How to animate with jQuery: Last Week Tonight edition

There are hundreds of jQuery plugins available for you to integrate into your web pages. Many of these are incredibly useful, very well constructed, and incredibly efficient. I use jQuery plugins frequently in order to get the specific effects that I require, and typically one can get along reasonably well without ever really taking a look under the hood. Just plug and play (to an extent).

However, if you only need a few little effects, and not an entire library, perhaps you don’t need to import the jQuery library at all, since it adds more weight to your site. For simple animations, such as having text resize due to a user event (such as a hover, click, mouseover, etc), writing your own animations with jQuery can be fairly straightforward.

Today I discuss how to do this by stringing multiple animations together within a function in order to create the intro for the show Last Week Tonight with John Oliver. If you have never seen the show, I highly recommend you checking out. It’s intelligent and informative while simultaneously witty and hilarious. Every episode is free on Youtube.

You can find the finished animation and the code in its entirety on my Github.

jQuery — The animate() Method

The structure of the jQuery animate() method looks like this:

$(selector).animate({params},speed,callback);

You target the css element with the selector, apply the .animate() function to the selector that is targeted, and then define the animation within the brackets. Below is an example where I have targeted the tonight selector from my html, applied a delay of 500ms, and animated it by changing opacity to “1” (fully opaque) and increasing the top-margin to 1.1em over the span of 100 milliseconds:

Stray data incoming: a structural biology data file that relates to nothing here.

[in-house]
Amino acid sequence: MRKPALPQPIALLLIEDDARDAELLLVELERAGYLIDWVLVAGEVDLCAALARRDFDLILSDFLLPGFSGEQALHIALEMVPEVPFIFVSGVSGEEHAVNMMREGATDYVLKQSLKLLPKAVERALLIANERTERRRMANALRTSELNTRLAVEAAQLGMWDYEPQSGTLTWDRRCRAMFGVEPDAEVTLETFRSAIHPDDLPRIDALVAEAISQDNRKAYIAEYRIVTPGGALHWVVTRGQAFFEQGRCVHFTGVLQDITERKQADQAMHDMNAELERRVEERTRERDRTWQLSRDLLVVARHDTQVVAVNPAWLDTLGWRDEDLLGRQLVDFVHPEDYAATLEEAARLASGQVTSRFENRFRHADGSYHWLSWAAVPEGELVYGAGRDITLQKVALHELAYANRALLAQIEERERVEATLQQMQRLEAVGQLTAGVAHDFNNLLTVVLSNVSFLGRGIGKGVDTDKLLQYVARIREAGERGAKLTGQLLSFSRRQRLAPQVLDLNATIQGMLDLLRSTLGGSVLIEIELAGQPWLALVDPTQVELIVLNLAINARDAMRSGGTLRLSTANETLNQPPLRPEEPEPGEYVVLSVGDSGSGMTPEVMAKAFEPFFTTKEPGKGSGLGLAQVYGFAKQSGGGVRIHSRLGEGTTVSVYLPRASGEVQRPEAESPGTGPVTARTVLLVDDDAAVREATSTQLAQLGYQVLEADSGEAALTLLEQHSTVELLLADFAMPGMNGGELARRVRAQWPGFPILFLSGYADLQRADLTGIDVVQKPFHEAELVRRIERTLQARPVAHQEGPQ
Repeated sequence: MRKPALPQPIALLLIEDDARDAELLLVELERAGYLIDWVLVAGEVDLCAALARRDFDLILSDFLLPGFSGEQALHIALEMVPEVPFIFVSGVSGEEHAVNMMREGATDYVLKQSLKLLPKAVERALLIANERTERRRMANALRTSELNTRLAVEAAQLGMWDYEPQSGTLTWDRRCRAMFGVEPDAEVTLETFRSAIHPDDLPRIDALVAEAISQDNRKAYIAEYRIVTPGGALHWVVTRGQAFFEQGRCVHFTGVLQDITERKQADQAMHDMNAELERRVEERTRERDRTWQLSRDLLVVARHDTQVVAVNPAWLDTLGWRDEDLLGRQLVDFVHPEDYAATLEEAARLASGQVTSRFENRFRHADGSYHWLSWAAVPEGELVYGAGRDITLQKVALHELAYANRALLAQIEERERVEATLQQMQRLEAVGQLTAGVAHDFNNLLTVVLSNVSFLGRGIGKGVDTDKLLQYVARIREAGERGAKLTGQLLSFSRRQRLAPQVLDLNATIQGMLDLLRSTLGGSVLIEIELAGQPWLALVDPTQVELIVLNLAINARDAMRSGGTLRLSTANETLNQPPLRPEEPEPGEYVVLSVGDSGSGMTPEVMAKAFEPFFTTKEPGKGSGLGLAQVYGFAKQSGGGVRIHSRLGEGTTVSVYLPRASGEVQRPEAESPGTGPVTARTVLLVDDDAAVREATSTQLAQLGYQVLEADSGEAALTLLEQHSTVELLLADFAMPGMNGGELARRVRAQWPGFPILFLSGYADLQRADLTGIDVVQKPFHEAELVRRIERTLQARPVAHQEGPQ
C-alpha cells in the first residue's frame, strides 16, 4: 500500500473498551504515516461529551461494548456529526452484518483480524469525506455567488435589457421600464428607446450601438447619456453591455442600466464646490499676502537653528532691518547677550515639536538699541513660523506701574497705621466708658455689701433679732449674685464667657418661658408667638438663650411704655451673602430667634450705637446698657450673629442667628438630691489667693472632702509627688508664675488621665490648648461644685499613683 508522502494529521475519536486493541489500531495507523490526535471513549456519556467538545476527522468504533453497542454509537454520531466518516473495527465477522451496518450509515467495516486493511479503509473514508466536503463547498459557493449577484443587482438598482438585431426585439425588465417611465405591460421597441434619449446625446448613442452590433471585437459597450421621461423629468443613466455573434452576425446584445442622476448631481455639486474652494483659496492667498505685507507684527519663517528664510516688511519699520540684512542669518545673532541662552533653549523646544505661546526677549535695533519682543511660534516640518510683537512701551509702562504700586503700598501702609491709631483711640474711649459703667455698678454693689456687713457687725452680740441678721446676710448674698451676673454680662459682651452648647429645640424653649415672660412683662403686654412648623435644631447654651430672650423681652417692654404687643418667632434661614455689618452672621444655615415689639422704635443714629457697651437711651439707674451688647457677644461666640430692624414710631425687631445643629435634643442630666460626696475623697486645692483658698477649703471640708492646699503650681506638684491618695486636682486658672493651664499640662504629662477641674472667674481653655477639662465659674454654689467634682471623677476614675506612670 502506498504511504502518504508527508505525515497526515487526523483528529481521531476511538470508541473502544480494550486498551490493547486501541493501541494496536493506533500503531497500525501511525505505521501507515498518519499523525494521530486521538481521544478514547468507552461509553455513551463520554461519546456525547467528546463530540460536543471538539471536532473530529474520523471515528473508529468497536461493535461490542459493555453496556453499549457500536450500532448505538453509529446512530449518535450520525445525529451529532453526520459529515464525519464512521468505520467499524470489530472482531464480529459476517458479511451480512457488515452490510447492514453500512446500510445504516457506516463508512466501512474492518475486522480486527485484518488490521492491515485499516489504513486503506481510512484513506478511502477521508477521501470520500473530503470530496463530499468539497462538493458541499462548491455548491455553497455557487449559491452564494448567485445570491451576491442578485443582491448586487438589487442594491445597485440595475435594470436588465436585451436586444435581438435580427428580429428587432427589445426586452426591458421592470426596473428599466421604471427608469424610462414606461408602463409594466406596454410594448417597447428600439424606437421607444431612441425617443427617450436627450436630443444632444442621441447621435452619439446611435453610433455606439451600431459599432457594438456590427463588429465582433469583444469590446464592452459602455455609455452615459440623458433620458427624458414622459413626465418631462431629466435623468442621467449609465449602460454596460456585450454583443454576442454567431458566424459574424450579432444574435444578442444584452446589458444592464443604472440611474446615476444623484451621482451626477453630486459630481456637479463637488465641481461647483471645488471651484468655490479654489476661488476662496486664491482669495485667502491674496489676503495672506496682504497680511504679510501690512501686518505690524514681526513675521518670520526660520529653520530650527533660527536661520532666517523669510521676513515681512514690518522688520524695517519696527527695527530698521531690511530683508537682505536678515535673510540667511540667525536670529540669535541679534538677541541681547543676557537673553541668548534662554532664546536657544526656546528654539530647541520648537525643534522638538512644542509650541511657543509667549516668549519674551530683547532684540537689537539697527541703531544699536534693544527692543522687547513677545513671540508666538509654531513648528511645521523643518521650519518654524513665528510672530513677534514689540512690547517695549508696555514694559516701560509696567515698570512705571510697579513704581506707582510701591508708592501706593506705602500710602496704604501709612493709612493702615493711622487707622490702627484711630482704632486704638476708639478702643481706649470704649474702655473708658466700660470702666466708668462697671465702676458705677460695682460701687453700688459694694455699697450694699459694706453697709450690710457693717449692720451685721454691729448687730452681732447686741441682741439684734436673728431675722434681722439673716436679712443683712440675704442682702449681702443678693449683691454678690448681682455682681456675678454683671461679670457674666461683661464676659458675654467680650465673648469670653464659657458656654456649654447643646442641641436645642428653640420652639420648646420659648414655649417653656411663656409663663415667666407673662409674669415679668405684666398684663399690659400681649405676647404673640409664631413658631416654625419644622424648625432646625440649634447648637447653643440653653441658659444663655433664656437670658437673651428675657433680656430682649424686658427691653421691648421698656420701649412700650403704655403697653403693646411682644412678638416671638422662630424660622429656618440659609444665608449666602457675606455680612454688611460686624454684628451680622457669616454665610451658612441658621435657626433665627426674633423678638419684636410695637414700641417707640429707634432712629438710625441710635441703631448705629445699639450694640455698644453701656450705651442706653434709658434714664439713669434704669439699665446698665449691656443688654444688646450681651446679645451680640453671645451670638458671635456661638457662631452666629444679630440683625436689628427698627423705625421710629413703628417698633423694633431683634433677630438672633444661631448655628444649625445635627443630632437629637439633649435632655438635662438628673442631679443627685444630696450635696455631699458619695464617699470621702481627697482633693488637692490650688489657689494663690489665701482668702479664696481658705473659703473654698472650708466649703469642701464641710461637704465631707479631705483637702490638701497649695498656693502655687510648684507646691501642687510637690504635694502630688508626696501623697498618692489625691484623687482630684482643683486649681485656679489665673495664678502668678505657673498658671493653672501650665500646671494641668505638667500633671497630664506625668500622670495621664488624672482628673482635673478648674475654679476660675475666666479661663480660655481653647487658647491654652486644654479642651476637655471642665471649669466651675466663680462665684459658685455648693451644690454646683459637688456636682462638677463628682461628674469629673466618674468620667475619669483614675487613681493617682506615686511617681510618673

tonight.delay(500).animate({opacity: ‘1’, marginTop: ‘1.1em’}, 100);

jQuery — The delay() Method

A crucial method I am using to control the execution of these animations is the .delay() method. The .delay() method, as used above, allows you specify the milliseconds to delay when executing the animation.

Since 1 second = 1000 milliseconds, you would write “.delay(1000)” to delay the animation for 1 second.

Last Week Tonight animation

If you take a look at my code, you can see that I decided to wrap all of the animations within one single button function, so that clicking the button executes everything.

This function, like all JavaScript/jQuery code should be, is located within adocument.ready function, which makes sure that no JS/jQuery executes prior to the page being fully loaded:

$(document).ready(function(){});

Last thing you want is to have errors because your JS/jQuery is trying to target elements that haven’t loaded yet! You can remove the button just fine, and the animation will begin once the page loads.

In addition to all this, I’ve given all the elements the appropriate CSS styling in order to make it closely resemble the actual Last Week Tonight styling.

There we have it! A fairly simple jQuery animation!

Links: full code, animation